I set mine up so that the right temple controls play/pause with a double-tap and track skip forward and backward with swipes, while the left temple activates Siri with a double-tap and volume up and down with swipes.

soundcore-frames-controls.jpg

The gestures took a little bit of getting used to, but once I got the hang of them, they worked well. I found that I was initially double-tapping too quickly, and putting a bit more of a pause between the taps yielded more consistent results. Similarly, I needed to make sure there was a bit of a pause between swipes, such as if I was trying to raise the volume by several levels at once.

Voice Controls

In addition to the swipe controls, the Soundcore Frames also support voice commands. Once the feature is turned on, no special wake word is required, with the Frames responding to a handful of specific phrases including "stop/resume playing," "next/previous song," "volume up/down," and "answer/reject the call". English and Chinese are currently supported, with additional languages coming in the future.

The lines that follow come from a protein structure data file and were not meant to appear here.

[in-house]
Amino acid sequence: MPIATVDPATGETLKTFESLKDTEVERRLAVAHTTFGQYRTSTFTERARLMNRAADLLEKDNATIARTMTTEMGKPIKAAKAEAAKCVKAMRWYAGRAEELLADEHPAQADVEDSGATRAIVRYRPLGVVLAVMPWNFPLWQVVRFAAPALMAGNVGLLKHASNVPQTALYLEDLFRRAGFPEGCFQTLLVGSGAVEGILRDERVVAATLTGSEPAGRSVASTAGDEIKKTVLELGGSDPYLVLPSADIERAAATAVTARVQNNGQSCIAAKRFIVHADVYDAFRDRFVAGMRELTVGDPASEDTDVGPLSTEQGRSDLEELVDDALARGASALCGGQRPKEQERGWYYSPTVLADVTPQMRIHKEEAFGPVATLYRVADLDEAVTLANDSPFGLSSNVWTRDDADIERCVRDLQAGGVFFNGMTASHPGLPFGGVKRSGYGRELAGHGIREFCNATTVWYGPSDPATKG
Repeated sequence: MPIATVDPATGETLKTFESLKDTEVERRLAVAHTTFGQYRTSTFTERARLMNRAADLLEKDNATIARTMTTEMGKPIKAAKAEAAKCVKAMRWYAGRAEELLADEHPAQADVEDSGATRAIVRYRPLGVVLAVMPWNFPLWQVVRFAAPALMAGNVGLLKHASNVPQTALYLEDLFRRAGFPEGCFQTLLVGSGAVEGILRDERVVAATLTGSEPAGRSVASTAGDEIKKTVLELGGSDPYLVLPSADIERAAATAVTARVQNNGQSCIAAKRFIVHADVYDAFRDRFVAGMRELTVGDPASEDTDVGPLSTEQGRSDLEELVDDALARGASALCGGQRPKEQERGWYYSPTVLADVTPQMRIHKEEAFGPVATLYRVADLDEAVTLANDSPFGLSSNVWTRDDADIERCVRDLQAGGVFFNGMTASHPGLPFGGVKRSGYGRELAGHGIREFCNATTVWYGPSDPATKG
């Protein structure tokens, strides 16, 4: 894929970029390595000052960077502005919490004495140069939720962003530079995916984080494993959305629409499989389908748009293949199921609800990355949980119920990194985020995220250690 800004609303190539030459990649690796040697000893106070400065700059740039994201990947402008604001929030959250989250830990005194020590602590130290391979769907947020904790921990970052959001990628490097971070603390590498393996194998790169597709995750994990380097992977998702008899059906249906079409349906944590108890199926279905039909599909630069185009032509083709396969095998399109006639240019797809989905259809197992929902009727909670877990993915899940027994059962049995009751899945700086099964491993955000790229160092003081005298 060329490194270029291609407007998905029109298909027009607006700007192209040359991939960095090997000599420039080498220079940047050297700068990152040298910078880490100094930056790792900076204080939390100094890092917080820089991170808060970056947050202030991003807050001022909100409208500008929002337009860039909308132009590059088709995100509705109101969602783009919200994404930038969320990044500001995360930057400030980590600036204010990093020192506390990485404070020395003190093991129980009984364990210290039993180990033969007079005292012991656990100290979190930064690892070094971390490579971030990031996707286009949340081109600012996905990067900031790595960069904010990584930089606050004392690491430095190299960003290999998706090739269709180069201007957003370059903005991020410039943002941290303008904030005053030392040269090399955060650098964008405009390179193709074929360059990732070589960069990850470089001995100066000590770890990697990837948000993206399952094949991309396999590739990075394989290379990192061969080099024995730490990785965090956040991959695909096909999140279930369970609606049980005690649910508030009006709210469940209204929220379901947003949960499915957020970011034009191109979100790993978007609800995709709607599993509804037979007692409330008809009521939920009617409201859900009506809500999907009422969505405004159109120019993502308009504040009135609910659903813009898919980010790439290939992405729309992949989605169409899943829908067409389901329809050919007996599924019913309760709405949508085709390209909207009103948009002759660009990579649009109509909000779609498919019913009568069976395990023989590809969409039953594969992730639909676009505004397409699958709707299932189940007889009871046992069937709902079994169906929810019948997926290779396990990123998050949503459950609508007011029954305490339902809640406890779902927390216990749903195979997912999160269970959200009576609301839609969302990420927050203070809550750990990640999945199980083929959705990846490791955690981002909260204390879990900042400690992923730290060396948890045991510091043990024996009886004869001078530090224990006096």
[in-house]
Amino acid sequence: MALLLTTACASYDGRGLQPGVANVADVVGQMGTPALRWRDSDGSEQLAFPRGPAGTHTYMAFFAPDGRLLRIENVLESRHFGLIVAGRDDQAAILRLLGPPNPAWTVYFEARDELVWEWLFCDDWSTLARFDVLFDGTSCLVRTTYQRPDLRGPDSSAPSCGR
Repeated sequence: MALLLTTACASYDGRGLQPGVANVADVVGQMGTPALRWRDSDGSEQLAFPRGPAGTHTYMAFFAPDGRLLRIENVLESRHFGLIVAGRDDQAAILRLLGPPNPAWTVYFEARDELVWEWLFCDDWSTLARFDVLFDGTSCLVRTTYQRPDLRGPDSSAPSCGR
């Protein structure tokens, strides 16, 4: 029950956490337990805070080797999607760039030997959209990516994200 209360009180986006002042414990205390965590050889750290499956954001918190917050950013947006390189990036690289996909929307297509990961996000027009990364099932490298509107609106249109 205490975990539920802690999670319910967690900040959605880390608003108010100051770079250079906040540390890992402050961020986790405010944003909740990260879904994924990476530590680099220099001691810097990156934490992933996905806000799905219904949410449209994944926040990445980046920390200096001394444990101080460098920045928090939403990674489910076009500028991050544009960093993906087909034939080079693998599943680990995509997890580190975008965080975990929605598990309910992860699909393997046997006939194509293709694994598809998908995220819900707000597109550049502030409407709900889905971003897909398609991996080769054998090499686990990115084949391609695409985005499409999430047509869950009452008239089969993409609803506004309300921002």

Voice control worked quite well in my testing, consistently picking up my commands and immediately responding with only a few misses.

As with many other earphones, the Soundcore Frames support the native voice assistant on your connected device, so in the case of Apple's ecosystem, that means you can interact with Siri through the microphone and speakers in the Soundcore Frames. I was able to place phone calls, check the time, and more by simply double-tapping on the left side and making my requests to Siri.

Design and Fit

The temple pieces are definitely chunky in order to hold all of the electronics, but I didn't find the size overly distracting from the look or particularly uncomfortable to wear. Their black design minimizes their obtrusiveness, although there is some small Soundcore branding on each side.

I'm normally a glasses wearer with occasional contacts usage, and the Soundcore Frames are unsurprisingly heavier than my regular glasses. With most of the weight being toward the back over the ears, I found the Soundcore Frames to still be fairly comfortable, although I did feel a bit of pressure from the nose pads after several hours.